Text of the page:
Royal opening for Nottingham’s ‘first-class’ Cystic Fibrosis Centre

Royal Opening by Sophie WessexHRH the Countess of Wessex GCVO has officially opened the Wolfson Cystic Fibrosis Centre at Nottingham City Hospital .

Her Royal Highness, met with patients, staff and major charitable donors when she visited the £6.6million Centre which sets a new high standard for the way patients with CF receive their treatment.

The Centre which was jointly funded by Nottingham Hospitals Charity and Nottingham University Hospitals NHS Trust (NUH) has been designed to care for more than 250 patients from across Nottinghamshire and the surrounding counties. This is almost twice the number of patients that could be cared for previously. The chief executive of Next, Lord Simon Wolfson and his family were so impressed by plans for the Centre that they made a significant donation of £700,000 to Nottingham Hospitals Charity. Nottingham Hospitals Charity has provided over £2.1million towards the cost of the Centre. The Cystic Fibrosis Trust has contributed £400,000.

The Centre has a number of unique features which set it apart from other facilities around the country, including:

The bedrooms – as patients may have to spend long periods of time in their rooms, the design gives them a feeling of ‘apartment living’ with soft furnishings and a lounge area with a sofa and chairs.

ICT – the centre has state-of-the-art technology which includes video conferencing facilities between patient rooms, allowing them to communicate with each another, and with their friends and family at home, to help reduce the feelings of isolation and facilitate a sense of community.  The video conferencing allows a physiotherapist to hold an exercise class and inpatients to participate in their own rooms. Nottingham is the first CF Centre in Europe to be using such technology.

Gym pods – a state-of-the-art gym has been developed which contains glassed-in pods, so that patients have the opportunity to see each other and have the benefit of exercising as a group, while being protected from cross-infection.

Dedicated chefs: CF patients need to consume double the number of calories as the average person to maintain a healthy weight and digestive system.  The chefs are trained to cook meals to include the calories helping to make the task of eating enjoyable, rather than being an ordeal of simply consuming masses of calories.  The Food Education room allows the chefs to work with patients and to teach them how to make nutritional meals for themselves, in their own homes.

Outdoor gym: attractive gardens and outdoor exercise space to encourage patients to exercise regularly.

Patient Kathryn Hodgson, aged 25, from Grantham, Lincolnshire, has been coming to Nottingham for treatment since she was born. She said: “It’s brilliant knowing that we now have somewhere we can come whenever we are ill and need treatment, and even better that they’ve made it a lovely environment that’s tailored made to make our stays more pleasant. This allows us access to a gym, food that suits our dietary requirements, well-equipped individual rooms (to help prevent spread of infection) but also the ability to communicate with the other patients through the video-conferencing so we are not so isolated. The best bit is being able to have someone to visit and stay as most patients travel a long way and spend a lot of time in here. Overall it’s a great facility and one that will benefit us all, a near enough ‘home from home’.”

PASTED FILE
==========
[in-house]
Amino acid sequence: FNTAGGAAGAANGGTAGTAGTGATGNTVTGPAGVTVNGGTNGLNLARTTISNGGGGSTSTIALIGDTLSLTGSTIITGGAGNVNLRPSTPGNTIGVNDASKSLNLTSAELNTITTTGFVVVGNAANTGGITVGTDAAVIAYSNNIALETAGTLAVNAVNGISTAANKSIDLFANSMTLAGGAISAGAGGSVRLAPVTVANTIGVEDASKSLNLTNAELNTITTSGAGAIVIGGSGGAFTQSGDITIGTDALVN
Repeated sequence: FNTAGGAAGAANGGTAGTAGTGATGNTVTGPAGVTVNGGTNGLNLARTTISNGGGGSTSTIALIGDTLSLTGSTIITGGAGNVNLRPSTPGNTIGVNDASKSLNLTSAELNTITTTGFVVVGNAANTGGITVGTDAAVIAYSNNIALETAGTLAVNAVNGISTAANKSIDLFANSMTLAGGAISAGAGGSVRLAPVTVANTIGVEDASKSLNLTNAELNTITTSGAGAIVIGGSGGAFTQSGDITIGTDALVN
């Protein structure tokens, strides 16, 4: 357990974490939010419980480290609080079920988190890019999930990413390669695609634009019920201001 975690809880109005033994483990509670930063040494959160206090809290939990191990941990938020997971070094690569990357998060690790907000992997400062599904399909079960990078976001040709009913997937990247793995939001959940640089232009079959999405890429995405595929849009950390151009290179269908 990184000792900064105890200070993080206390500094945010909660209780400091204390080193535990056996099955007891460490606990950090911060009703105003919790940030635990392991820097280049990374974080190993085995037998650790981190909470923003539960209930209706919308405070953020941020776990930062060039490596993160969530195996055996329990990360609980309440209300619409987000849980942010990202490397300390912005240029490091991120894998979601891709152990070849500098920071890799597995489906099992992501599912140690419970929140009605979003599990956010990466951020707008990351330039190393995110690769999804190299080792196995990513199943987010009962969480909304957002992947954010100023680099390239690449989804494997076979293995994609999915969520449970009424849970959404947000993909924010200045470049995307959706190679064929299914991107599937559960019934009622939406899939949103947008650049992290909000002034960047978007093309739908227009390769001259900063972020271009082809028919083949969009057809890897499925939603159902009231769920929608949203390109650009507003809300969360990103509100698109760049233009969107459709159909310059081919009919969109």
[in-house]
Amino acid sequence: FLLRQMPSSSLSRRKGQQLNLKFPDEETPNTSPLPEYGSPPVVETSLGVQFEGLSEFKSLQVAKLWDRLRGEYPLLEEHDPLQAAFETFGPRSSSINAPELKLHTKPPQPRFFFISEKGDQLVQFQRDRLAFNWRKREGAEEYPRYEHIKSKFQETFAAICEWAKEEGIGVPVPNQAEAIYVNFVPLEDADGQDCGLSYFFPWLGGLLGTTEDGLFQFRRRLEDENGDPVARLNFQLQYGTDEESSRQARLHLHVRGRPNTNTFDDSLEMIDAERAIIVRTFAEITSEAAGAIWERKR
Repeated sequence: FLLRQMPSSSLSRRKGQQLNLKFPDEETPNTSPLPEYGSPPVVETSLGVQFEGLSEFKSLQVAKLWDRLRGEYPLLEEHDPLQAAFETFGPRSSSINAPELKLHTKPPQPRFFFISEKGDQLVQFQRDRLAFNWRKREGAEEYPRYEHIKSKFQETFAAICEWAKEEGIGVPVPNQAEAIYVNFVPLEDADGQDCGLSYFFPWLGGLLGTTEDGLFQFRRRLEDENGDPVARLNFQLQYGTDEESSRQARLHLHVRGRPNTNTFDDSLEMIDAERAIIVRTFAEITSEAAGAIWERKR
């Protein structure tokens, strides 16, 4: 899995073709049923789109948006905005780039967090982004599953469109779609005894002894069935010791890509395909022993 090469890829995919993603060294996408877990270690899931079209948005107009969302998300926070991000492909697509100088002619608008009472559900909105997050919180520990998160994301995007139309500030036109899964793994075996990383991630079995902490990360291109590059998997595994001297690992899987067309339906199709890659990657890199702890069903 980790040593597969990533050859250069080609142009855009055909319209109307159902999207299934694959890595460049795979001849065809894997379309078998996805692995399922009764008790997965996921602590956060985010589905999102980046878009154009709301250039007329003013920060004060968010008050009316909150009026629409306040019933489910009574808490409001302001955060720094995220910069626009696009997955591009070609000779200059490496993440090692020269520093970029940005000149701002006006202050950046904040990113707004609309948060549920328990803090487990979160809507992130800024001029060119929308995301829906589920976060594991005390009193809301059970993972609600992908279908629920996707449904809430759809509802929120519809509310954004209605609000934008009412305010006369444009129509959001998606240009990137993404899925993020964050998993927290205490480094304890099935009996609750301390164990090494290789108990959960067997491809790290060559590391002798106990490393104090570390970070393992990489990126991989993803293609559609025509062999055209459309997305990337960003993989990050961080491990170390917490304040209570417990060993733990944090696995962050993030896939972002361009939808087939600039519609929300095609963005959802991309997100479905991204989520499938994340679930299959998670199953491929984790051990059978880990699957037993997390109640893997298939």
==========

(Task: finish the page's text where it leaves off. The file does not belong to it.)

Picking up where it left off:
Barbara Cathcart, Chief Executive of the Nottingham Hospitals Charity, said: “We are delighted the charity has been able to help transform the care of patients with CF through our contribution towards this important centre. I would like to thank our supporters and all the people who donated to this appeal, no matter how large or small their gift. You have all helped us to improve the lives of people with this difficult condition in the East Midlands and we are thrilled that the centre is to be officially opened.”
Dr Jane Dewar, CF Consultant, said: “We are delighted to welcome The Countess of Wessex here and are very proud to show her this remarkable facility which is literally transforming the way in which we are caring for CF patients here in Nottingham. This occasion is also a wonderful opportunity to say ‘thank you’ to the many people who have made our dream of having such a first class facility become a reality, including patients, major charitable donors and of course our staff.”

George Jenkins OBE, Chairman of the Cystic Fibrosis Trust Trustees, said:  “The Trust is focused on driving up standards of care across the UK and this flagship unit will ensure patients receive the best possible support and treatment. We look forward to patients in Nottinghamshire and beyond benefitting from high quality care in this excellent new facility.

“People with CF regularly spend weeks at a time in hospital meaning their units become a second home. The personalised service offered by this unit, such as dedicated chefs and gym pods in comfortable surroundings, will support people’s wellbeing and make visits all the more relaxed, and provide the care that people need and deserve.”

During her visit to City Hospital, HRH was taken on a tour of the Centre, to meet the head chef, speak to some of the CF social workers, see the video conferencing facilities in action and meet a patient in their ‘home in hospital’ room.

For more information about the Centre visit: www.nuh.nhs.uk/our-services/services/cystic-fibrosis/